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Data and analytics, outcomes and budgets

Abstract
NISO Discourse Discussion for this session
https://discourse.niso.org/t/data-and-analytics-outcomes-and-budgets/113

Serials crisis: can data help treat this chronic condition?
When it comes to library budgets, there is an ever-widening gap between university budgets and library budgets, with library budgets continuing to shrink even when the university budgets may increase. This gap is neither new nor novel; but now in this era of a global pandemic, moves to online learning, unprecedented changes in higher education budgets, the problem is worse than ever and likely poised to accelerate at a rapid pace.

What may be different, however, is that today’s deep well of data can help stakeholders track down, understand, and respond to the challenge. But what data is most useful and how can we gather it?

In this session, we will take a global view from leading experts in both consortia and institutional libraries about data hunting and innovative ways data can be used to make the most of purchasing spend. Visibility into current pricing trends, including by discipline, business model and publisher helps inform the purchasing context. At-a-glance intelligence about business models and deals, as well as descriptions of emerging model and deal types, help early career professionals and senior staff alike keep current on this rapidly changing landscape.

We ask participants to come prepared to share experiences advocating for funding from institutions, as well as turning those dollars into access to the resources in demand by constituent academics and researchers.

Impact transparency: creating visibility into research outcomes
Impact and outcome measurement are major topics in the research community. Trillions of dollars are spent annually on research programs, yet far too many organizations still struggle to answer the basic questions: What was the overall impact of the funding on research and on the researchers’ careers? How do I link the research I funded or received to publications, patents, clinical trials and other outputs?

Why is it so hard to answer these questions?

While many research-oriented organizations aspire to operationalize their impact and outcome tracking and reporting, many are still reliant upon inadequate or incomplete datasets and management systems.

This talk will explore how advances in metadata, artificial intelligence, and open research infrastructure make it possible to create unprecedented transparency into outcomes from award to publication and beyond. Secondly, this discussion will describe how transparency into outcomes benefits the entire research ecosystem.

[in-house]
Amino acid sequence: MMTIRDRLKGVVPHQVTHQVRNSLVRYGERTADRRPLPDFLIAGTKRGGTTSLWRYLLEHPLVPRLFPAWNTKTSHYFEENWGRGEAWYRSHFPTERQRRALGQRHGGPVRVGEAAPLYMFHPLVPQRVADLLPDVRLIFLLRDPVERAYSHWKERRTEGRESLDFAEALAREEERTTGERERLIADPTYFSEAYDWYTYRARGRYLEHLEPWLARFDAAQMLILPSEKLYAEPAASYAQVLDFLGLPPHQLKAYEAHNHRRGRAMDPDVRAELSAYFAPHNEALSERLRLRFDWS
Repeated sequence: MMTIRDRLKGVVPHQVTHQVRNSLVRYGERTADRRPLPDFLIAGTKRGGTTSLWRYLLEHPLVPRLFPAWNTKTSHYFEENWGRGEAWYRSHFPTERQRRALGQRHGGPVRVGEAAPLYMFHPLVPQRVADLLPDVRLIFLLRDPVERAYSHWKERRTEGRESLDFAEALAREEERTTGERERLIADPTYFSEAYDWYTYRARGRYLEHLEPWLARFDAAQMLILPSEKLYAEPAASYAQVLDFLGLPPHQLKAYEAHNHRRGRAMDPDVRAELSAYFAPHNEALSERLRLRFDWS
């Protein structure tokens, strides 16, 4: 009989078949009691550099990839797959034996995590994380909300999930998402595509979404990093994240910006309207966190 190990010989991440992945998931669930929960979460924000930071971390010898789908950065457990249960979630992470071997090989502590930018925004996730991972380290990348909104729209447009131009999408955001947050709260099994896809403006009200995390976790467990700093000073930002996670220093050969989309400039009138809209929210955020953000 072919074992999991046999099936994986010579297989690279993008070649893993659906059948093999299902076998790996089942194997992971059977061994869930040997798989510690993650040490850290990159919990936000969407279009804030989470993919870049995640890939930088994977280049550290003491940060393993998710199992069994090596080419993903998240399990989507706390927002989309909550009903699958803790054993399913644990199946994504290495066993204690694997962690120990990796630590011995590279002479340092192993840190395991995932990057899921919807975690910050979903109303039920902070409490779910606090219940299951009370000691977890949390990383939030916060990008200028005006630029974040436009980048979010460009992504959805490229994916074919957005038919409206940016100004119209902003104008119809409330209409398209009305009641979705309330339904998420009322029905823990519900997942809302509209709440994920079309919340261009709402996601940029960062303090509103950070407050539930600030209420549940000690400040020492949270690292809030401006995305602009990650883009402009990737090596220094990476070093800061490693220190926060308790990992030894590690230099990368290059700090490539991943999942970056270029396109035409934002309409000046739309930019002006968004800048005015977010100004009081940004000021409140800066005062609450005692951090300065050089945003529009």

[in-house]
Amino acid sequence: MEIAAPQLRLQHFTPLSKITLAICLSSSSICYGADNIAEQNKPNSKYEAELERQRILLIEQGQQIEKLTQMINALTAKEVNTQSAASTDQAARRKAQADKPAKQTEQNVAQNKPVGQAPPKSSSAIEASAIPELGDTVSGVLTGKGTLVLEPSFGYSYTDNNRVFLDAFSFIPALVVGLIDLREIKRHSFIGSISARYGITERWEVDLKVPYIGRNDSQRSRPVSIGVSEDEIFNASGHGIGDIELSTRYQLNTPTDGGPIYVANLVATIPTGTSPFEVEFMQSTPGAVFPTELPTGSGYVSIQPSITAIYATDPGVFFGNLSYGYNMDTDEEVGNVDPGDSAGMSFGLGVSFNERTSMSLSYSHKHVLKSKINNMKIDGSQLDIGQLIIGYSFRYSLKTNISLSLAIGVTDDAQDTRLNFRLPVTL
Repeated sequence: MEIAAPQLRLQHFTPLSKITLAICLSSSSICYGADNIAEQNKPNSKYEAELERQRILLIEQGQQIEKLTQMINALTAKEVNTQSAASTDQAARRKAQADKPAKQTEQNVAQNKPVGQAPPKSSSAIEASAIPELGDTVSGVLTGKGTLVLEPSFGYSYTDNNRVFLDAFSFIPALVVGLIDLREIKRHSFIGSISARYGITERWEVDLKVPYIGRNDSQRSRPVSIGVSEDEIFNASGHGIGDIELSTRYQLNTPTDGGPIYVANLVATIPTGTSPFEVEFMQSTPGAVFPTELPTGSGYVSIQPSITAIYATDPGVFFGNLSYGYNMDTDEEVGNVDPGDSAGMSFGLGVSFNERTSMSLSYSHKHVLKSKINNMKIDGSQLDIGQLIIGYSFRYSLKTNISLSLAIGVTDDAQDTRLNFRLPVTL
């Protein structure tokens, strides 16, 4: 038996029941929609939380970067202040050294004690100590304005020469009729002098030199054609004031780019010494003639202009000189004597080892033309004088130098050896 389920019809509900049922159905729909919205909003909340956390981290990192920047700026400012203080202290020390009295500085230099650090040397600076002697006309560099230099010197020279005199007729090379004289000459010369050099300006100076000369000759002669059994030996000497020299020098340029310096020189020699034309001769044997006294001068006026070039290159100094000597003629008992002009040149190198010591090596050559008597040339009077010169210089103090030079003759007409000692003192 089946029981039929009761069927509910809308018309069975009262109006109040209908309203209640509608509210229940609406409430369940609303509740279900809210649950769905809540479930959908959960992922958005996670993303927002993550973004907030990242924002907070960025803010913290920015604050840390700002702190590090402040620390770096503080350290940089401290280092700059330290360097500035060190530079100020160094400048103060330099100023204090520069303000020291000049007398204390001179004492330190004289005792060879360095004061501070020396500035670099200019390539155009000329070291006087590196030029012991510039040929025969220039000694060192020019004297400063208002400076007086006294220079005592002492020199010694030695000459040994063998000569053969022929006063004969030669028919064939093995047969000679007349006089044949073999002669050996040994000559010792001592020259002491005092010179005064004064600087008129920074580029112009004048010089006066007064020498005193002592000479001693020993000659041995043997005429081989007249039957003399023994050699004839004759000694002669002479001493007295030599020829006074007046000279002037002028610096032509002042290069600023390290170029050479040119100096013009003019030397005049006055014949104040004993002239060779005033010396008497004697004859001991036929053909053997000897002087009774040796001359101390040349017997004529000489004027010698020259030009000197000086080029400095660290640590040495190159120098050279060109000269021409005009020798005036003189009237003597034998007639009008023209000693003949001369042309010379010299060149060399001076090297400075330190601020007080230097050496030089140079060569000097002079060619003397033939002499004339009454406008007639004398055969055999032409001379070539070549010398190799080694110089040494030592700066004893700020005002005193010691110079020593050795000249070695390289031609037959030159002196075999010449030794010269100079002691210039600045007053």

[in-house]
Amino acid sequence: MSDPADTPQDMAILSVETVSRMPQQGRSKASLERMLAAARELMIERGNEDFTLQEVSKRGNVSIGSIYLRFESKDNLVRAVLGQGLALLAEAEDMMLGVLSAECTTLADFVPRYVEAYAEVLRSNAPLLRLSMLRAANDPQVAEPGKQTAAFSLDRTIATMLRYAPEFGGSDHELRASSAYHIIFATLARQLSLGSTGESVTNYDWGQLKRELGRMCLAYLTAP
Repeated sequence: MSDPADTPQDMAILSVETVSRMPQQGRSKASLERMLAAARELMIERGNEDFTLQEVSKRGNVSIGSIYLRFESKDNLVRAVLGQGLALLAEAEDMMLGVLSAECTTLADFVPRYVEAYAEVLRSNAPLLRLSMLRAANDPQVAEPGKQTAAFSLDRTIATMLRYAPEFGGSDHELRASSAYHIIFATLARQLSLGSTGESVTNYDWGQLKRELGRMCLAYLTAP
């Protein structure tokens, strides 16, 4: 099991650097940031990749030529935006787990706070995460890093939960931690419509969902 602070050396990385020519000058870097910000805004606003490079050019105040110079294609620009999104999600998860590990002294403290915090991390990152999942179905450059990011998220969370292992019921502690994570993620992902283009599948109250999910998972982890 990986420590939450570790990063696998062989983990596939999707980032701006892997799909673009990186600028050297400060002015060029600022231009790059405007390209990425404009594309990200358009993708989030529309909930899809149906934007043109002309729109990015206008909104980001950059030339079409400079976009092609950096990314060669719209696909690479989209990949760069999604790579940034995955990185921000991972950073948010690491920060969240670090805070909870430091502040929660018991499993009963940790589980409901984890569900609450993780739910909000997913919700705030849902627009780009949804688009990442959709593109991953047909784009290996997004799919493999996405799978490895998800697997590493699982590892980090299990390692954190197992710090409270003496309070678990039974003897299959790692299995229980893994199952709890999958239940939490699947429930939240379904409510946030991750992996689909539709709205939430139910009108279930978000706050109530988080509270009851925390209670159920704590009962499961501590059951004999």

Leveraging years of grants management data, we’ll show graphically how funding organizations and research institutions can precisely identify outcomes – years after a grant has concluded as well as trace the arc of their researchers’ work from award to publication and beyond.

NISO Plus 2021

91

Global

February 22-25, 2021

NISO Plus 2021 was our first virtual conference, held in February of 2021. A global undertaking, NISO Plus 2021 had over 800 participants from 26 countries come together to have a conversation about the state of the information ecosystem. Here you'll find both the presentations and discussions from that event.

Curtis Brundy

1

AUL Scholarly Communications and Collections - Iowa State University

I oversee collections and scholarly communications at Iowa State, which is a signatory of the OA2020 initiative. I am active with several groups that are interested in seeing, as well as assisting, scholarly publishers and societies transition to open business models.

Shelley Allen

1

Head of Open Access - Emerald

I joined Emerald Publishing in March 2019 as Head of Open Research. With 19 years’ experience within academic publishing, working in mostly editorial roles across a range of subject disciplines I am passionate about driving change and ensuring real impact for the communities Emerald serves. I have a keen interest in open science, particularly exploring ways to translate research for new audiences as well as leveraging the wider impact “Open” can have, including bringing new and diverse voices into the research landscape.

Steve Pinchotti

1

CEO - Altum

Steve Pinchotti is Altum’s Chief Executive Officer. He is responsible for setting the strategic direction of the company and overseeing all aspects of the organization. With over twenty-five years of software development and implementation experience with organizations around the world, he is passionate about delivering innovative solutions to Altum’s customers. Steve’s entrepreneurial and philanthropic interests have led to ownership in three successful companies, and a significant role in growing a local non-profit called Helping Hungry Kids (HHK). Through Steve’s leadership and Altum’s involvement, Altum and HHK won the Washington Business Journal MassMutual Citizenship Award for the best partnership between a company and a charitable organization. Steve holds a B.S. degree in Computer Science from Westminster College and is a 2014 graduate of the DC-based MindShare CEO Network.